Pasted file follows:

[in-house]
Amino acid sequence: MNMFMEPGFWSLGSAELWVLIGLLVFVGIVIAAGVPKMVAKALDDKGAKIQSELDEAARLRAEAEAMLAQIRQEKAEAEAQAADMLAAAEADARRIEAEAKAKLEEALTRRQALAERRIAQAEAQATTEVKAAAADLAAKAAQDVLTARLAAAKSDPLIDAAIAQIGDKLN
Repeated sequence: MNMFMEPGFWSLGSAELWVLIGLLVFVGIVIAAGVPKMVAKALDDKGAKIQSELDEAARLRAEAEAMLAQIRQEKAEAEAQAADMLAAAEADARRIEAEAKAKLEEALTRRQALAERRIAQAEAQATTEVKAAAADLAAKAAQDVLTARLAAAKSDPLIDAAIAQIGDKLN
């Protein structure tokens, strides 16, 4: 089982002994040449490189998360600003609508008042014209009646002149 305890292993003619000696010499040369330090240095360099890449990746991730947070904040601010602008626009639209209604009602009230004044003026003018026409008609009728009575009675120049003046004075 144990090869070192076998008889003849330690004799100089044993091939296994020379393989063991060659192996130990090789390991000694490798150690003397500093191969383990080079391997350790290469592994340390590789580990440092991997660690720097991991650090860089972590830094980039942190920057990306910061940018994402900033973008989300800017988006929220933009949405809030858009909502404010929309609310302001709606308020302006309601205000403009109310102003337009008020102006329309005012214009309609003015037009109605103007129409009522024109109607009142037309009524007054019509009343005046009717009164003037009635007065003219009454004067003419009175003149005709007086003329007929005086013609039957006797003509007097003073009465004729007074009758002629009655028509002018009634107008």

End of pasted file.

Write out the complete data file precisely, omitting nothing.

[in-house]
Amino acid sequence: MNMFMEPGFWSLGSAELWVLIGLLVFVGIVIAAGVPKMVAKALDDKGAKIQSELDEAARLRAEAEAMLAQIRQEKAEAEAQAADMLAAAEADARRIEAEAKAKLEEALTRRQALAERRIAQAEAQATTEVKAAAADLAAKAAQDVLTARLAAAKSDPLIDAAIAQIGDKLN
Repeated sequence: MNMFMEPGFWSLGSAELWVLIGLLVFVGIVIAAGVPKMVAKALDDKGAKIQSELDEAARLRAEAEAMLAQIRQEKAEAEAQAADMLAAAEADARRIEAEAKAKLEEALTRRQALAERRIAQAEAQATTEVKAAAADLAAKAAQDVLTARLAAAKSDPLIDAAIAQIGDKLN
């Protein structure tokens, strides 16, 4: 089982002994040449490189998360600003609508008042014209009646002149 305890292993003619000696010499040369330090240095360099890449990746991730947070904040601010602008626009639209209604009602009230004044003026003018026409008609009728009575009675120049003046004075 144990090869070192076998008889003849330690004799100089044993091939296994020379393989063991060659192996130990090789390991000694490798150690003397500093191969383990080079391997350790290469592994340390590789580990440092991997660690720097991991650090860089972590830094980039942190920057990306910061940018994402900033973008989300800017988006929220933009949405809030858009909502404010929309609310302001709606308020302006309601205000403009109310102003337009008020102006329309005012214009309609003015037009109605103007129409009522024109109607009142037309009524007054019509009343005046009717009164003037009635007065003219009454004067003419009175003149005709007086003329007929005086013609039957006797003509007097003073009465004729007074009758002629009655028509002018009634107008």